Hired guns will hold key to the future

Cricket is headed the soccer way, where club games would get more prominence than international ones, writes R Mohan.

Chris Gayle has some wonderful news for world cricket. He will be appearing in the colours of the West Indies in limited-overs cricket in England this summer. The compromise he has struck with his home board should help deflect some of the criticism that he is only a paid gun prepared to produce runs in exchange for money paid by various T20 teams around the world.
 
The cricket landscape has changed considerably since the birth of the T20. The sands of time have shifted and there really is no rolling back to Test match dominated world cricket again. In fact, a time will not be far off when cricket will resemble the soccer format more and more with the club game enjoying primacy and limited-overs world events being the stage for inter-nations sport.
 
Test matches will continue to be played and the paid guns of the world will not pay it too much attention, especially if they have already evolved as cricketers from it and don’t need it anymore to shape their careers. The likes of Gayle and Malinga may not be seen in whites again and those who swear by the highest form of the game will have to learn to live with watching only those who are willing to make the sacrifices to play the Test match format.
 
The success of the IPL has spawned leagues around the cricket world with Sri Lanka due to join it soon. The Big Bash was a resounding success last Australian season, which means businessmen will be lining up to back it even more in the future. It’s possible that soon there could be a traveling league that will also take in stops in the United States and Canada. All it needs is some entrepreneurial spirit to get the game rolling into more non-traditional areas and the popularity of T20 means there is a cricket format that can readily be sold to countries with a captive audience in an Asian and Afro-Caribbean expats.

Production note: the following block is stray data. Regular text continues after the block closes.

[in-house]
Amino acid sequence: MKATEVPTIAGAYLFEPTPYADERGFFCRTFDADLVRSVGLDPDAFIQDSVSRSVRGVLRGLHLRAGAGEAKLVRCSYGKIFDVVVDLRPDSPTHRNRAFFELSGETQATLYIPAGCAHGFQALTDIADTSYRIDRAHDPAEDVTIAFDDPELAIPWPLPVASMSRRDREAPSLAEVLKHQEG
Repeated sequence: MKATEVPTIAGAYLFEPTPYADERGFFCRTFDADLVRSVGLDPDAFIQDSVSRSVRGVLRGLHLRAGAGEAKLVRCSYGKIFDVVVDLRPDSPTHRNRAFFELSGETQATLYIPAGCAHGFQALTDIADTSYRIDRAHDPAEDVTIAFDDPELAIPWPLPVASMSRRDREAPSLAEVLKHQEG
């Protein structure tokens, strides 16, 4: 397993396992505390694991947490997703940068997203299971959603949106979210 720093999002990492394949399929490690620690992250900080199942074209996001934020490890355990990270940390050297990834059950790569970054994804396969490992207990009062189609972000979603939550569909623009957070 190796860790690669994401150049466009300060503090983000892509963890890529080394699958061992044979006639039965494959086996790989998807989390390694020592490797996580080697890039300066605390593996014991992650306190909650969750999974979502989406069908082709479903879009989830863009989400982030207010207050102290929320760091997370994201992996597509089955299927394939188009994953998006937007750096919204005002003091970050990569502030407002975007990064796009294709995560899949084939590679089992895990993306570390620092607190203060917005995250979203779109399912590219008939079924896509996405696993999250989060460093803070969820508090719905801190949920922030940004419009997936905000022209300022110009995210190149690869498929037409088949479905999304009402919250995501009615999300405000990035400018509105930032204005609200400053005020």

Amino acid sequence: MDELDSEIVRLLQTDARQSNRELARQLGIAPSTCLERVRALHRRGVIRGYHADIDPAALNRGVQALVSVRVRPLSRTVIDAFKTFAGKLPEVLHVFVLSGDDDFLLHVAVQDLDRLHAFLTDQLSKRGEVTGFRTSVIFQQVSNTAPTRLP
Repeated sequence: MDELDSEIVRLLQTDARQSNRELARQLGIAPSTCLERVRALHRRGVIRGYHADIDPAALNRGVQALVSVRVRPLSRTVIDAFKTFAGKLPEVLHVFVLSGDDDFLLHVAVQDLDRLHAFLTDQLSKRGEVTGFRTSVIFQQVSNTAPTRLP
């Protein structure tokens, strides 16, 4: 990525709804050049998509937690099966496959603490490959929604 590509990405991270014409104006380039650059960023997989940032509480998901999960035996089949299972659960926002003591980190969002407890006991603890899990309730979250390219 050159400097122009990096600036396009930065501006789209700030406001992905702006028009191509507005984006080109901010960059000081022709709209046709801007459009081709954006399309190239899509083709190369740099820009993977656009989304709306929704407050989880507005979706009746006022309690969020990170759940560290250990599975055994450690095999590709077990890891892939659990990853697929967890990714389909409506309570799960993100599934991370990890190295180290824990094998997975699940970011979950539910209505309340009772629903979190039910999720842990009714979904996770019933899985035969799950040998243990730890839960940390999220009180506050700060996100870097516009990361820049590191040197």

On-site audiences do not drive the game anymore in the era of riches in terms of television rights fees, which means taking it around should technically be the simplest thing. In the UK they are already talking of the IPL as great afternoon television with Gayle’s batting a particular draw for those who find watching live cricket a compulsive proposition. And Gayle will be there on prime time TV this season too as he plays the ODIs and a T20 against England although he will not be appearing for Somerset as first promised.
 
As the world’s most watched hired gun with affiliation to T20 teams in five countries in four different continents, Gayle is setting standards in a format that is least amenable to consistency. He is virtually doing the impossible at the moment with savvy that will be hard to emulate to the best of openers who by their very position in the batting order enjoy the ideal chance at T20 success. The Royal Challengers Bangalore are not the One-Man Army they were last season in IPL and CL and yet Gayle at the top means so much to them.
 
In terms of value for money, there has never been a better signing although AB de Villiers is batting so well as to also be a contender for the title, that too as Gayle’s teammate. And ‘AB’ is just the type who could be a cricketer of the future who could be affiliated to half a dozen T20 league teams. The hired guns will dominate the future because they will be best suited to take advantage of the changing cricket economy. Who cares so long as we get the best possible television viewing. That is what the game is going to be all about.



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